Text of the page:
The adoption of the Sentencing Reform Act of 1984 and the promulgation of the federal sentencing guidelines in 1987 dramatically altered the federal sentencing process.
The primary objective of the guidelines is to prescribe like sentences for like defendants convicted of the same offense. The federal sentencing guidelines are based on real offense sentencing, which links "relevant conduct" or actual offense behavior to the sentencing process. In essence, the sentencing guidelines were adopted to reduce judicial discretion and unwarranted sentence disparity. Likewise, the real offense sentencing system, as opposed to the charge offense system, was adopted to reduce prosecutorial discretion and prevent circumvention of the guidelines through charging and plea bargaining decisions.
Current research suggests, however, that discretion has shifted from the judge to the prosecutor. More importantly, although the federal sentencing guidelines narrowed the discretionary powers of sentencing judges, they did not restrict prosecutorial discretion. As a result, the discretion of the prosecutor combined with the effects of real offense sentencing has the potential to produce disparity.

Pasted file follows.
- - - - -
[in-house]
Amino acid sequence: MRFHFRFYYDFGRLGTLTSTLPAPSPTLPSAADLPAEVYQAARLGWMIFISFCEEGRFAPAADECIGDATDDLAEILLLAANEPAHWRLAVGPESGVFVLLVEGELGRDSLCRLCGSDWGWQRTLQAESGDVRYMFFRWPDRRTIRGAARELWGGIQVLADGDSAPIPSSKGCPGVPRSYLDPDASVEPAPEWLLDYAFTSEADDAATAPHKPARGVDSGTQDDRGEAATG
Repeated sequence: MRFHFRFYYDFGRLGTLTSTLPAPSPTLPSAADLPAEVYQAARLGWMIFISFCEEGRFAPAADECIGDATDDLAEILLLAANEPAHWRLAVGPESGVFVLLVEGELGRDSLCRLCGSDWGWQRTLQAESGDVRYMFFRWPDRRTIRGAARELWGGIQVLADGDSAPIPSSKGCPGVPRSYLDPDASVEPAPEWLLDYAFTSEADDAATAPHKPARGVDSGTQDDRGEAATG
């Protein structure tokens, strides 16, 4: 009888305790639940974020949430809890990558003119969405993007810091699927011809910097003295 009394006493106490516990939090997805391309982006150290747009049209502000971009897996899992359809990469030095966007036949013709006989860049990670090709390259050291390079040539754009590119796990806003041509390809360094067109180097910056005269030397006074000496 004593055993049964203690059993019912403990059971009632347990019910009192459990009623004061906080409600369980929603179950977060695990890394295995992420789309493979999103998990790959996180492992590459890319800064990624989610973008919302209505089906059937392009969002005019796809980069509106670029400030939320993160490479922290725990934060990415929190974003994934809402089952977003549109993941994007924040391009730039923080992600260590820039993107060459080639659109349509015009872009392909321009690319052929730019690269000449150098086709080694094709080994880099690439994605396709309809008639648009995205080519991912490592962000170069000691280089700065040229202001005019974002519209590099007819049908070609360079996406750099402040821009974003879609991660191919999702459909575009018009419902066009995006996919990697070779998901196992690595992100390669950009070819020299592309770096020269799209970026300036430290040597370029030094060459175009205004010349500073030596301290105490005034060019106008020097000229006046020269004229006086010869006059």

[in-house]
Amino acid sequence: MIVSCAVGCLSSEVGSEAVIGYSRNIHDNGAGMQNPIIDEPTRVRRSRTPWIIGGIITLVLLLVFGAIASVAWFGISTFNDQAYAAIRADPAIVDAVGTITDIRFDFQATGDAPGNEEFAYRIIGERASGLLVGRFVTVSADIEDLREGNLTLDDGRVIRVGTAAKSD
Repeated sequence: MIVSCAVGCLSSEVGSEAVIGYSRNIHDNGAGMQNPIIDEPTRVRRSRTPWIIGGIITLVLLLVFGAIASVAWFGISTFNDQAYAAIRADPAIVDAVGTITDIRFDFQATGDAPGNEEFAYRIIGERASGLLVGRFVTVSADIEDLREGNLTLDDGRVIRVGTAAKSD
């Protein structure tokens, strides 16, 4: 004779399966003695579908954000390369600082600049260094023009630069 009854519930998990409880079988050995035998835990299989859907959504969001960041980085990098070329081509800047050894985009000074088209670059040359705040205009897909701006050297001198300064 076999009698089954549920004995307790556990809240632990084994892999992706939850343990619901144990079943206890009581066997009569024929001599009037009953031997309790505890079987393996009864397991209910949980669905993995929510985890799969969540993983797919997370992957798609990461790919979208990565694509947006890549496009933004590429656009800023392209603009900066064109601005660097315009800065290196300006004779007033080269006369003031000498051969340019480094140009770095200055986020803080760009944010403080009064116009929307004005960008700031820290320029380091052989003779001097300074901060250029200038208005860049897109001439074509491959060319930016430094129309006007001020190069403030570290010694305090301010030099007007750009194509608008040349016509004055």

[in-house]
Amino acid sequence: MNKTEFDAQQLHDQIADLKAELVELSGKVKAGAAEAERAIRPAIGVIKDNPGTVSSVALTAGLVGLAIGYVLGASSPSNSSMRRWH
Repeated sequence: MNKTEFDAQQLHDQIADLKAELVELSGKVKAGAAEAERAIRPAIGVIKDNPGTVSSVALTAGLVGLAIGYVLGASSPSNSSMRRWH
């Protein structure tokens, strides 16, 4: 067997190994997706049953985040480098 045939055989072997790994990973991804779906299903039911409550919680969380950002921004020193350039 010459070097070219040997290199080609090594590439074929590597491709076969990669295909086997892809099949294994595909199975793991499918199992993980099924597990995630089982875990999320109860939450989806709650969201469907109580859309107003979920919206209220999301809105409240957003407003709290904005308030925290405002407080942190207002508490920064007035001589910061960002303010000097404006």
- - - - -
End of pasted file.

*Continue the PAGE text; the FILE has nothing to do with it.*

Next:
To date, there is no empirical research that investigates the effect of prosecutorial decisions and relevant conduct on sentence outcomes; therefore this study represents a first attempt to address this issue. This study analyzes the indictment stage where the charging decisions by the federal prosecutor in conjunction with relevant conduct are first conceived. This research reveals that the legal variable - the number of counts within an indictment - does influence the length of sentence, the magnitude of the discount for downward departures, and the ratio of the difference between the presumptive sentence and the sentence discount. In contrast, the number of counts within an indictment has no effect on the likelihood of who receives either a downward departure or a substantial assistance departure. Thus, the number of counts within an indictment has an indirect effect on sentence severity through its effect on relevant conduct and real offense sentencing.
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